We Are “Family”

How the Big Brothers Big Sisters program is connecting local children with the sibling they never knew they needed.

Illustrator: Olivia Novotny

When sophomore Roberta Svare joined Big Brothers Big Sisters this year, she was not expecting for such a small commitment to have a significant impact on her life. Svare is a “Big,” an adult volunteer that dedicates their time to mentor a child, often one facing some sort of adversity. After being interviewed, screened, and accepted into the program, “Bigs” are matched with a child (called a “Little”) based on mutual interests, and can begin their (often weekly) match meetups, which often involve doing homework, playing games, or just catching up with their Little.

While you may not think that enjoying a book together or playing a weekly game of Uno (like Svare did) will have a noticeable influence on a child, mentorship in the program has shown to produce lasting effects on the confidence and success of the Littles. A study conducted by BBBS revealed that Littles are “75% more likely to receive a college degree, 52% less likely to skip school, and 46% less likely to begin using illegal drugs.”

As Littles are constantly presented with challenges while growing up; things like transitioning to a new grade, tackling tough classes, and exploring colleges and careers, Bigs can give their Littles a sense of consistency in their hectic schedules—as long as they’re willing to commit. According to BBBS, Bigs are expected to maintain a relationship with their little for a minimum of one year in order to develop a consistent and lasting relationship.

Matches like Svare’s are constantly monitored and analyzed by supervisors such as BBBS coordinator Brittany Mugg, who has been with the program since 2015.

On the topic of social and academic improvement, Mugg said, “I have seen Littles’ attitudes and behaviors change towards adults and to authority figures in general…I’ve seen Littles stepping out of their comfort zone and trying new and different things; things they never thought they would do and now enjoy.”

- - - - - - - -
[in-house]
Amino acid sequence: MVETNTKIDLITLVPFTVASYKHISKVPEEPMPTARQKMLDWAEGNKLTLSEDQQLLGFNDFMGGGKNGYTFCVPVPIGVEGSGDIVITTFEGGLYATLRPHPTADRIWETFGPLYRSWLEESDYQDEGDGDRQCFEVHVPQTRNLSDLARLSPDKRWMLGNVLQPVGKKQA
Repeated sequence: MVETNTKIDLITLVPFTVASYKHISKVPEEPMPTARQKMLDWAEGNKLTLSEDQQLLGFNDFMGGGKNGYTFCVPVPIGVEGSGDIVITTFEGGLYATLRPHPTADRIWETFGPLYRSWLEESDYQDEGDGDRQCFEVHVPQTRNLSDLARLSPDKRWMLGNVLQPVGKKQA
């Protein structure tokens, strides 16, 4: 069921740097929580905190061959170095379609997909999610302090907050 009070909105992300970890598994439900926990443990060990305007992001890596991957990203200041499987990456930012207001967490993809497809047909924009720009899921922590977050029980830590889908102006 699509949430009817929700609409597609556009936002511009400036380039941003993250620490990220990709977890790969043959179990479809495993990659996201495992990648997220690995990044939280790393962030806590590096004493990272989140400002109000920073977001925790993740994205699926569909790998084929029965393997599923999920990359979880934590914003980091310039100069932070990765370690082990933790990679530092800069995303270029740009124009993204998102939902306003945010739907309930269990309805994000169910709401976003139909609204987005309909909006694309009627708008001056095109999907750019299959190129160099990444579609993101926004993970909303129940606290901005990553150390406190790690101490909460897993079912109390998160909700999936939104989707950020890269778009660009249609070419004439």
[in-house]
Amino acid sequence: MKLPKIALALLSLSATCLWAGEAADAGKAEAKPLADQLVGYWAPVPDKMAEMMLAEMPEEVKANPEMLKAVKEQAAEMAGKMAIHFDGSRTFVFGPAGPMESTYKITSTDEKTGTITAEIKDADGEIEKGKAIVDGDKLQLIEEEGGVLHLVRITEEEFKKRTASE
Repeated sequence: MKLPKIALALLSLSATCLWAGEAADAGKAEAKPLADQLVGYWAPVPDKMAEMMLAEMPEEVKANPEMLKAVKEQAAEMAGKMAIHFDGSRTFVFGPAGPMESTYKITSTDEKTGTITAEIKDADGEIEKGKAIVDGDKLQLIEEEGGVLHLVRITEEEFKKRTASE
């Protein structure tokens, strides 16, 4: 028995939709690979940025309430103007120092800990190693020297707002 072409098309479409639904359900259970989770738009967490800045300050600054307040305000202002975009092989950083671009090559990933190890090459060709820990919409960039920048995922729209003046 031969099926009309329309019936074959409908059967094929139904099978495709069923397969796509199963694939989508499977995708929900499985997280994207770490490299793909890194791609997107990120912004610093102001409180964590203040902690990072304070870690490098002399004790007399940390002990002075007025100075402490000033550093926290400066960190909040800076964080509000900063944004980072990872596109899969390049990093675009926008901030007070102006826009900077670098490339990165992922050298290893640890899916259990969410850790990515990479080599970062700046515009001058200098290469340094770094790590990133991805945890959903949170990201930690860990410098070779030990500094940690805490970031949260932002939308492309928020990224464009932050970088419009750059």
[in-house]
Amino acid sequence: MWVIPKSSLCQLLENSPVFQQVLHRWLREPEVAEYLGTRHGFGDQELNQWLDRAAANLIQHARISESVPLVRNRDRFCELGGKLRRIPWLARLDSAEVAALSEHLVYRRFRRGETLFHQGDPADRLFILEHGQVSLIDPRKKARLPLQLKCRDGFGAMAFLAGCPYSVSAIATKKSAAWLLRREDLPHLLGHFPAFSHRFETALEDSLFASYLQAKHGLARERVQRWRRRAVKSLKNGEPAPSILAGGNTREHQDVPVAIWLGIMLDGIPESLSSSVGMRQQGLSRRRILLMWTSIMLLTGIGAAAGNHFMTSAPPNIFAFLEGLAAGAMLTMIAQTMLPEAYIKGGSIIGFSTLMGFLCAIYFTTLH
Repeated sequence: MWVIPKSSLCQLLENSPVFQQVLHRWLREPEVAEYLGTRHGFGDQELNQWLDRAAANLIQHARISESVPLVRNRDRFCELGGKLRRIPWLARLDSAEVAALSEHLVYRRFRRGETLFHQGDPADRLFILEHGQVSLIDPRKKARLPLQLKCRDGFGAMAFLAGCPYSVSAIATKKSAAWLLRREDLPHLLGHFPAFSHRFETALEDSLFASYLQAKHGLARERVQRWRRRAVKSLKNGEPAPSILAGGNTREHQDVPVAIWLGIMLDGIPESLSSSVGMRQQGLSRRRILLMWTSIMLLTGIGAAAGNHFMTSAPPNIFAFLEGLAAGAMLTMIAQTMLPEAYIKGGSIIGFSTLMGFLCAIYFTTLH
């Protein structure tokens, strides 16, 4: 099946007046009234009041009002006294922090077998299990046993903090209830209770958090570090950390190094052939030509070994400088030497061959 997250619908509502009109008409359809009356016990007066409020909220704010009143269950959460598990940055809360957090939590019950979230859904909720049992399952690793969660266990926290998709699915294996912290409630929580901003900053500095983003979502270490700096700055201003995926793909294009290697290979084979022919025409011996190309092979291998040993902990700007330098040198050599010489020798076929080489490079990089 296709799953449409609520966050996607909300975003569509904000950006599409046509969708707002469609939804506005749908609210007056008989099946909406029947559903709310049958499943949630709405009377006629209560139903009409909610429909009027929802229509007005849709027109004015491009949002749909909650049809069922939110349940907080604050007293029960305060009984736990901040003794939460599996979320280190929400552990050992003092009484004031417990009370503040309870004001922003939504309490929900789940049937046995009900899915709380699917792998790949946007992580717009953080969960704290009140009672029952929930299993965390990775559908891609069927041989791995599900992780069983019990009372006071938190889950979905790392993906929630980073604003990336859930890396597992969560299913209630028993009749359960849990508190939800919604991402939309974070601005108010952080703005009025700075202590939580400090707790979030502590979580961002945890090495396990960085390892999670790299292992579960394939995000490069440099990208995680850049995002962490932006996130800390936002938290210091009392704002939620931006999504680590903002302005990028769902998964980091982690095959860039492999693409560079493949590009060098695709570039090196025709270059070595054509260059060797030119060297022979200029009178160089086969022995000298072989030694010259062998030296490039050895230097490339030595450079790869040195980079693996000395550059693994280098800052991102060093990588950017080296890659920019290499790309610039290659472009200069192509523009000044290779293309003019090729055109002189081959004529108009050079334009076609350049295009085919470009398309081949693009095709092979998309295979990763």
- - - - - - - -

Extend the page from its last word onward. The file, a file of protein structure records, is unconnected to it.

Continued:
Svare personally witnessed this effect with her match: “In the beginning, my Little was very shy. I remember my supervisor informed me that she was having a hard time making friends in school. Throughout our match, I watched her develop amazing social skills and confidence in herself. Halfway through the year, I would pick her up from class and she would run up to me telling about all the friends she had made.”

Throughout our match, I watched her develop amazing social skills and confidence in herself.

Unfortunately, for some matches like Svare and her Little, they are faced with the harsh reality of the unexpected termination of a match after various situations arise. Near the end of the year, Svare was informed that her Little was moving. To her surprise, her Little was understanding and accepting of the closure of their match and drew Svare a chart of the activities she favored throughout their time together, later telling her, “I wanna be just like you when I grow up! I used to be shy but you taught me how to be confident and make friends.”

While some may not expect a match to be mutually beneficial, Bigs such as Svare have learned lessons alongside their Littles: “It’s funny, because coming into the program I thought I was going to be giving life lessons to my Little, but she actually taught them to me too.”

“The program really changed me,” Svare continued. “BBBS gave me the opportunity to not only be a positive role model in a child’s life, but to also reflect on my own… [it] helped me grow into my adult self, which I am very thankful for.”

Coordinator Brittany Mugg also commented, “… [being a Big] doesn’t feel like volunteering. I have heard Bigs tell me that going to see their Little is the highlight of their day. I mean, who doesn’t like playing board games and making projects!”

From my perspective, being a Big my freshman year taught me that there is more to life than midterms and minimum-wage jobs. By leaving the U of M campus for just a few hours each week, I was reminded that there is a world that exists beyond our three campuses. I am eternally grateful for how BBBS kept me grounded in a truly fun and rewarding way.

For those interested in becoming involved in the program, Svare says, “Sign up! The BBBS staff is absolutely wonderful and [the program] is so rewarding.”


To apply, visit https://www.bigstwincities.org/, or send an e-mail to thinkbig@bigstwincities.org to get started on your journey towards becoming a Big.